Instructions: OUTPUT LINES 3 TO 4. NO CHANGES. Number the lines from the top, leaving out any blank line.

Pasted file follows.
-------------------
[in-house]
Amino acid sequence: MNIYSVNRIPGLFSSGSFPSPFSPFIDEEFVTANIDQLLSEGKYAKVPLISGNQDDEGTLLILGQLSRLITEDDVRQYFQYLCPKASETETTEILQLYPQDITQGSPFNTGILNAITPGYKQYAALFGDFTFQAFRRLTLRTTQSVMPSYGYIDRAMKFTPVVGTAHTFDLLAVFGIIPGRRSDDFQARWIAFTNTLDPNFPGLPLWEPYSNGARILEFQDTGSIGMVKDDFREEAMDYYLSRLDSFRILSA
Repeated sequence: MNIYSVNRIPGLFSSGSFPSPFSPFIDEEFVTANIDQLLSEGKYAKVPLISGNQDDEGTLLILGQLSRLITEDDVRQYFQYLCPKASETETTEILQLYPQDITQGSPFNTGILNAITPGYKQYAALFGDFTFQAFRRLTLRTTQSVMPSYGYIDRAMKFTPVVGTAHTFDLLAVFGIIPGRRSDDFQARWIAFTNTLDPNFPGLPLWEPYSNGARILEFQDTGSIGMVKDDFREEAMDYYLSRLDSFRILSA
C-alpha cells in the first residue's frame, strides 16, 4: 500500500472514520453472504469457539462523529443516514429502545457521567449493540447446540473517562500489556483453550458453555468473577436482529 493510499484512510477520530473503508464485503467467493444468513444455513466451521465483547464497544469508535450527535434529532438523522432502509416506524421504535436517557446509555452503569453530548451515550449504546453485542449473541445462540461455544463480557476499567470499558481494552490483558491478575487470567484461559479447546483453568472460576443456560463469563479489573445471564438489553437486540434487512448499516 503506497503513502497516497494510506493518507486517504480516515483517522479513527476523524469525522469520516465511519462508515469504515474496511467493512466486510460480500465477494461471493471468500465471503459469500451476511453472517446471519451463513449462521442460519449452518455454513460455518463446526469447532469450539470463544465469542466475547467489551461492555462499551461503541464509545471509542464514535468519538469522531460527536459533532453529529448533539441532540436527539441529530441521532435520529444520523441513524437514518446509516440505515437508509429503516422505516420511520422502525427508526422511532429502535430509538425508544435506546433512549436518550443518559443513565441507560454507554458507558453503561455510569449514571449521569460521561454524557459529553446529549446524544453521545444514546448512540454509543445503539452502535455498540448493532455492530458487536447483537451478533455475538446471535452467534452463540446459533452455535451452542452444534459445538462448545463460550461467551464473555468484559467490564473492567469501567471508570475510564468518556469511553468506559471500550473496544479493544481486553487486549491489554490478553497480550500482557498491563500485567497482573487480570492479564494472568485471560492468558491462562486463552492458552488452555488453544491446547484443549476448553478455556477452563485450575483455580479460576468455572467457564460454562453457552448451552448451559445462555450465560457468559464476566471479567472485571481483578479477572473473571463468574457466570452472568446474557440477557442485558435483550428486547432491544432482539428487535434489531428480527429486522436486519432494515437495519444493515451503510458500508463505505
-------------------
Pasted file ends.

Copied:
Repeated sequence: MNIYSVNRIPGLFSSGSFPSPFSPFIDEEFVTANIDQLLSEGKYAKVPLISGNQDDEGTLLILGQLSRLITEDDVRQYFQYLCPKASETETTEILQLYPQDITQGSPFNTGILNAITPGYKQYAALFGDFTFQAFRRLTLRTTQSVMPSYGYIDRAMKFTPVVGTAHTFDLLAVFGIIPGRRSDDFQARWIAFTNTLDPNFPGLPLWEPYSNGARILEFQDTGSIGMVKDDFREEAMDYYLSRLDSFRILSA
C-alpha cells in the first residue's frame, strides 16, 4: 500500500472514520453472504469457539462523529443516514429502545457521567449493540447446540473517562500489556483453550458453555468473577436482529 493510499484512510477520530473503508464485503467467493444468513444455513466451521465483547464497544469508535450527535434529532438523522432502509416506524421504535436517557446509555452503569453530548451515550449504546453485542449473541445462540461455544463480557476499567470499558481494552490483558491478575487470567484461559479447546483453568472460576443456560463469563479489573445471564438489553437486540434487512448499516 503506497503513502497516497494510506493518507486517504480516515483517522479513527476523524469525522469520516465511519462508515469504515474496511467493512466486510460480500465477494461471493471468500465471503459469500451476511453472517446471519451463513449462521442460519449452518455454513460455518463446526469447532469450539470463544465469542466475547467489551461492555462499551461503541464509545471509542464514535468519538469522531460527536459533532453529529448533539441532540436527539441529530441521532435520529444520523441513524437514518446509516440505515437508509429503516422505516420511520422502525427508526422511532429502535430509538425508544435506546433512549436518550443518559443513565441507560454507554458507558453503561455510569449514571449521569460521561454524557459529553446529549446524544453521545444514546448512540454509543445503539452502535455498540448493532455492530458487536447483537451478533455475538446471535452467534452463540446459533452455535451452542452444534459445538462448545463460550461467551464473555468484559467490564473492567469501567471508570475510564468518556469511553468506559471500550473496544479493544481486553487486549491489554490478553497480550500482557498491563500485567497482573487480570492479564494472568485471560492468558491462562486463552492458552488452555488453544491446547484443549476448553478455556477452563485450575483455580479460576468455572467457564460454562453457552448451552448451559445462555450465560457468559464476566471479567472485571481483578479477572473473571463468574457466570452472568446474557440477557442485558435483550428486547432491544432482539428487535434489531428480527429486522436486519432494515437495519444493515451503510458500508463505505